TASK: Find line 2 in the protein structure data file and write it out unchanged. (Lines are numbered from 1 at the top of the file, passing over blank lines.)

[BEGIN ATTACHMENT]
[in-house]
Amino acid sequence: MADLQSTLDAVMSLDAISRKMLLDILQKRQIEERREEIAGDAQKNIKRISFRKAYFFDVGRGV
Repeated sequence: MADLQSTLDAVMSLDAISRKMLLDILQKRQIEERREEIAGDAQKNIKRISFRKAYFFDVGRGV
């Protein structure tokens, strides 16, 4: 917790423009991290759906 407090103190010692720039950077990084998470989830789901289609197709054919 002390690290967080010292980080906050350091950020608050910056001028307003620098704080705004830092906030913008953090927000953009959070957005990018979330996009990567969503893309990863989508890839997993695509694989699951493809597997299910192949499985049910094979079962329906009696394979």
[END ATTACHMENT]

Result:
Amino acid sequence: MADLQSTLDAVMSLDAISRKMLLDILQKRQIEERREEIAGDAQKNIKRISFRKAYFFDVGRGV